The investigation is hampered by the strict confidentiality that binds these individuals and their therapist together, which makes things difficult for Detective Inspector Nicola Tanner, a woman who can appreciate the desire to keep personal matters private. If she is to find the killer, she will need to use less obvious means. The question is: What could be shameful enough to cost someone their life? And how do you find the truth when secrets, lies, and denial are second nature to all of your suspects? NetGalley

Unsolicited through the post I have a copy of Five Rivers Met on a Wooded Plain by Barney Norris which was sent to me by Doubleday, this book will be published on 21 April 2016.

Fiver Rivers Met on a Wooded Plain

Blurb

‘There exists in all of us a song waiting to be sung which is as heart-stopping and vertiginous as the peak of the cathedral. That is the meaning of this quiet city, where the spire soars into the blue, where rivers and stories weave into one another, where lives intertwine.’

One quiet evening in Salisbury, the peace is shattered by a serious car crash. At that moment, five lives collide – a flower seller, a schoolboy, an army wife, a security guard, a widower – all facing their own personal disasters. As one of those lives hangs in the balance, the stories of all five unwind, drawn together by connection and coincidence into a web of love, grief, disenchantment and hope that perfectly represents the joys and tragedies of small town life. Amazon

Penguin Books UK thought I’d like a copy of The Last Days of Summer by debut novelist Vanessa Ronan, which will be published on 5 May 2016.

The Last Days of Summer

Blurb

She can forgive. They can’t forget.
After ten years in the Huntsville State Penitentiary, Jasper Curtis returns home to live with his sister and her two daughters. Lizzie does not know who she’s letting into her home: the brother she grew up loving or the monster he became.
Teenage Katie distrusts this strange man in their home but eleven-year-old Joanne is just intrigued by her new uncle.
Jasper says he’s all done with trouble, but in a forgotten prairie town that knows no forgiveness, it does not take long for trouble to arrive at their door … Amazon

I also have a copy of The Butcher Bird by S.D. Sykes despite not having read my Christmas gift of the first in the series Plague Land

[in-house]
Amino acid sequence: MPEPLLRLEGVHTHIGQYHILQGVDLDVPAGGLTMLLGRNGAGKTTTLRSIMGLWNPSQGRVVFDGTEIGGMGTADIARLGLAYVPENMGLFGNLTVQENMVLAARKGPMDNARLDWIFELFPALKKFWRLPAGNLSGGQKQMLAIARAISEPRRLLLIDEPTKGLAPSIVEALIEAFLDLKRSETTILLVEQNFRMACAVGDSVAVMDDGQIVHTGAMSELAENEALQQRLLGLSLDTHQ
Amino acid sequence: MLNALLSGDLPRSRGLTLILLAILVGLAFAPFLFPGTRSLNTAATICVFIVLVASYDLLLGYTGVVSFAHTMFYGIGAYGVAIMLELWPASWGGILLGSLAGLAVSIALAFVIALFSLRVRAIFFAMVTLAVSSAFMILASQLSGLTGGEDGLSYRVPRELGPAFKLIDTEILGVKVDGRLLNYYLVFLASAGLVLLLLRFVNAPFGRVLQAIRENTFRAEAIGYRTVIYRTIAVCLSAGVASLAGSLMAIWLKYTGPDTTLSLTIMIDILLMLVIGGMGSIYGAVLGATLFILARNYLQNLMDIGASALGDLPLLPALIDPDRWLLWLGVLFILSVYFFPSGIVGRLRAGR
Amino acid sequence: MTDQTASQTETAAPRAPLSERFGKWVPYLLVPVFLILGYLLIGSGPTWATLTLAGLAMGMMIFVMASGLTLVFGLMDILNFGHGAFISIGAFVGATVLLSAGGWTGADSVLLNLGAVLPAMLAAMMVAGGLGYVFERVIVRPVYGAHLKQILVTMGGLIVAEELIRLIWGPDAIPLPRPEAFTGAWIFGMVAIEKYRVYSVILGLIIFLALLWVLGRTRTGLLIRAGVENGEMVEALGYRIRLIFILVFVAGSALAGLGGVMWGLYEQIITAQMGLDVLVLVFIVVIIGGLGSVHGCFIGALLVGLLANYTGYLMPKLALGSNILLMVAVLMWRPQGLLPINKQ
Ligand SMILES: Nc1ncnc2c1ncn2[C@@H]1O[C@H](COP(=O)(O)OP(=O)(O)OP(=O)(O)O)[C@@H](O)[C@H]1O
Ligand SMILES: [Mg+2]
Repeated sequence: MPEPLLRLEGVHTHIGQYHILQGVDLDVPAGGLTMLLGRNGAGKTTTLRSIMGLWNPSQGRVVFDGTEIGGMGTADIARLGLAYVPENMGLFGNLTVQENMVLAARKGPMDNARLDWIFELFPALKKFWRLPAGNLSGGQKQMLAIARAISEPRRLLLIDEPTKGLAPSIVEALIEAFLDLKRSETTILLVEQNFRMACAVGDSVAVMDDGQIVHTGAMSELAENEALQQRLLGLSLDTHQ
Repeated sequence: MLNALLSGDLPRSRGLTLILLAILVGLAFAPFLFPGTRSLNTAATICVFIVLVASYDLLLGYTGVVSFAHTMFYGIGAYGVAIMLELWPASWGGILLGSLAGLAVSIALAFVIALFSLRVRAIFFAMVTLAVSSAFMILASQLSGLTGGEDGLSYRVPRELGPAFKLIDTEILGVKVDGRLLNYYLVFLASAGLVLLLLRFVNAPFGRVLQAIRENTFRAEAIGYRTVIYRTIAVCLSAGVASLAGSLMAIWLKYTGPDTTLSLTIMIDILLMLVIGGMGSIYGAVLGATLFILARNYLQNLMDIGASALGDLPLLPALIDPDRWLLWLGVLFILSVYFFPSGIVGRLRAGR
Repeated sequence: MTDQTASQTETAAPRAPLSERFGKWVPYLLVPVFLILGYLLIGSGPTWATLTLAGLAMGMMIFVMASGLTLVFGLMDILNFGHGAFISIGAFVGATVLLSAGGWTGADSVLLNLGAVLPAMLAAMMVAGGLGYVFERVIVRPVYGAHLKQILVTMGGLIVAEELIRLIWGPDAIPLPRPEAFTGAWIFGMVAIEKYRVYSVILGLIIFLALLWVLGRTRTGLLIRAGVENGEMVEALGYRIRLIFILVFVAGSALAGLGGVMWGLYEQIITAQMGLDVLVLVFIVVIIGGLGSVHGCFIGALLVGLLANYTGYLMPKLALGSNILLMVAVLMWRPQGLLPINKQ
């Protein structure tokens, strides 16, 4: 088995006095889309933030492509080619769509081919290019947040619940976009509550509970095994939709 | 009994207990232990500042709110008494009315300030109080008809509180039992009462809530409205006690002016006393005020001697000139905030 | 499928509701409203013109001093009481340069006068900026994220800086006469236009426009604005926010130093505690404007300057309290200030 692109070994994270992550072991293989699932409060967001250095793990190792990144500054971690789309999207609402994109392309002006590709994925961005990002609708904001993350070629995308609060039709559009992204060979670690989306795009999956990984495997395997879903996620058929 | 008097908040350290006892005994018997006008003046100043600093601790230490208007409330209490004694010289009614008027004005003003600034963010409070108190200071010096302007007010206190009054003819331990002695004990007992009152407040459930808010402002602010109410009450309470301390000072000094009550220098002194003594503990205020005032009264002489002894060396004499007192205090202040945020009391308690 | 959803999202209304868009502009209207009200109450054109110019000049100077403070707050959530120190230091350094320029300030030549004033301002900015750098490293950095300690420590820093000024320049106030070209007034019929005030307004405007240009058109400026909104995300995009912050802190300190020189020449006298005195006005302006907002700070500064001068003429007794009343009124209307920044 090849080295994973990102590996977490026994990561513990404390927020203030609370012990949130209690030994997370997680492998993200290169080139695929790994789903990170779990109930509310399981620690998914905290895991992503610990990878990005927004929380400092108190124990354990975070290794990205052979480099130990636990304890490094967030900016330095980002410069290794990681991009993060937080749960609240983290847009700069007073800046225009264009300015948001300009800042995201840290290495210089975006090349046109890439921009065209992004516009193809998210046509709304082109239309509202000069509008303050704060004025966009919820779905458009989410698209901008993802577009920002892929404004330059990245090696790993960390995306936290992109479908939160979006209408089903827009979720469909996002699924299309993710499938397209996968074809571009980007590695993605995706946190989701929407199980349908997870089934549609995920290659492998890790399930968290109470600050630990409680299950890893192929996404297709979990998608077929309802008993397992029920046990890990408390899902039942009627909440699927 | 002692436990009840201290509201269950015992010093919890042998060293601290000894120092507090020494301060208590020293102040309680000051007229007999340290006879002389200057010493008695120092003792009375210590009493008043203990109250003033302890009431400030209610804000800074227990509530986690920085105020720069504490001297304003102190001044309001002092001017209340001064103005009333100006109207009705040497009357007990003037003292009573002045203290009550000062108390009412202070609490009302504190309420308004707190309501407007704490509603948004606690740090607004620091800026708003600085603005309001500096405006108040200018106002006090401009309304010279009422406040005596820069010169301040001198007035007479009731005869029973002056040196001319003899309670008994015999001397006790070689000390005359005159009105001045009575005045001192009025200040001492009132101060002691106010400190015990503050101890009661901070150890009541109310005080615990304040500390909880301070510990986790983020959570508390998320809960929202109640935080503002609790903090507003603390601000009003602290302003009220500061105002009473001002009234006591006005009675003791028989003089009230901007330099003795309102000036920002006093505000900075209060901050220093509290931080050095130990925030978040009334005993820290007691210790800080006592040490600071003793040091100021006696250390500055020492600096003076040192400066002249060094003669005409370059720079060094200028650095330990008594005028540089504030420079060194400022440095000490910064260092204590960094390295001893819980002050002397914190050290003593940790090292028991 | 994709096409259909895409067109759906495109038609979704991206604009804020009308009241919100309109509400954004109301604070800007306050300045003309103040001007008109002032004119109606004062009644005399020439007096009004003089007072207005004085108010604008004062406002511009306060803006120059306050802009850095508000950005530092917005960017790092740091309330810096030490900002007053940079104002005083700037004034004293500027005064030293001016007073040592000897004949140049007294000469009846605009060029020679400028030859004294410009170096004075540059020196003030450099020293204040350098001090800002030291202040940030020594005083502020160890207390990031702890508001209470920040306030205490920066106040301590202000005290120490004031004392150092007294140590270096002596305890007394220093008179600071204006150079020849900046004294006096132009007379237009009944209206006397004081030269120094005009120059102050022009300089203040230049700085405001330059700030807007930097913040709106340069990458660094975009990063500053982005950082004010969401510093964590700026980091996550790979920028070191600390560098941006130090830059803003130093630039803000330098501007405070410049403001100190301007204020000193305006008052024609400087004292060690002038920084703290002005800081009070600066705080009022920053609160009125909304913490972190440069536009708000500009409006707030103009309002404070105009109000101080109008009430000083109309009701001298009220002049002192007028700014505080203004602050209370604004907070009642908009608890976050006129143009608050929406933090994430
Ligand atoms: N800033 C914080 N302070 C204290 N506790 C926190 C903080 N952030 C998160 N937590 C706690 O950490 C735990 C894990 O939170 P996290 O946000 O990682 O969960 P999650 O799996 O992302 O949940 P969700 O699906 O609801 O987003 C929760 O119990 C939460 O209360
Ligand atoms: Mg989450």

The Butcher Bird

Blurb

Oswald de Lacy is growing up fast in his new position as Lord of Somershill Manor. The Black Death changed many things, and just as it took away his father and elder brothers, leaving Oswald to be recalled from the monastery where he expected to spend his life, so it has taken many of his villagers and servants. However, there is still the same amount of work to be done in the farms and fields, and the few people left to do it think they should be paid more – something the King himself has forbidden.
Just as anger begins to spread, the story of the Butcher Bird takes flight. People claim to have witnessed a huge creature in the skies. A new-born baby is found impaled on a thorn bush. And then more children disappear.
Convinced the bird is just a superstitious rumour, Oswald must discover what is really happening. He can expect no help from his snobbish mother and his scheming sister Clemence, who is determined to protect her own child, but happy to neglect her step-daughters.
From the plague-ruined villages of Kent to the thief-infested streets of London and the luxurious bedchamber of a bewitching lady, Oswald’s journey is full of danger, dark intrigue and shocking revelations. Amazon

… and if that lot wasn’t enough, I also have bought myself a copy of The Poison Principle by Gail Bell recommended by Hayley from Rather Too Fond of Books following my review of The Secret Poisoner

The Poison Principle

Blurb

When Dr William Macbeth poisoned two of his sons in 1927, his wife and sister hid the murders in the intensely private realm of family secrets. Like the famous poisoner Dr Crippen, Macbeth behaved as if he were immune to consequences; unlike Crippen, he avoided detection and punishment. Or did he? Secrets can be as corrosive as poison and, as time passed, the story of Dr William Macbeth, well-dressed poisoner, haunted and divided his descendants. Macbeth’s granddaughter Gail Bell, who grew up with the story, spent ten years reading the literature of poisoning in order to understand Macbeth’s life. A chemist herself, she listened for echoes in the great cases of the 19th and 20th centuries, in myths, fiction and poison lore. This intricate story, with a moving twist at the end, is a book about family guilt and secrets, and also an exploration of the nature of death itself – as Bell turns to her grandfather’s poisonous predecessors, from Cleopatra, Madame Bovary and Napoleon, as well as looking at Harold Shipman. Amazon

So after that massive selection my poor TBR watch has gone somewhat awry, but they all do look so good!!

PicMonkey Collage TBR

TBR WATCH
Since my last count I have read 3 books, and gained, 8 so the total has shot up to 177 books!
91 physical books
68 e-books
18 books on NetGalley

 

What have you found to read this week? Please don’t tempt me too much!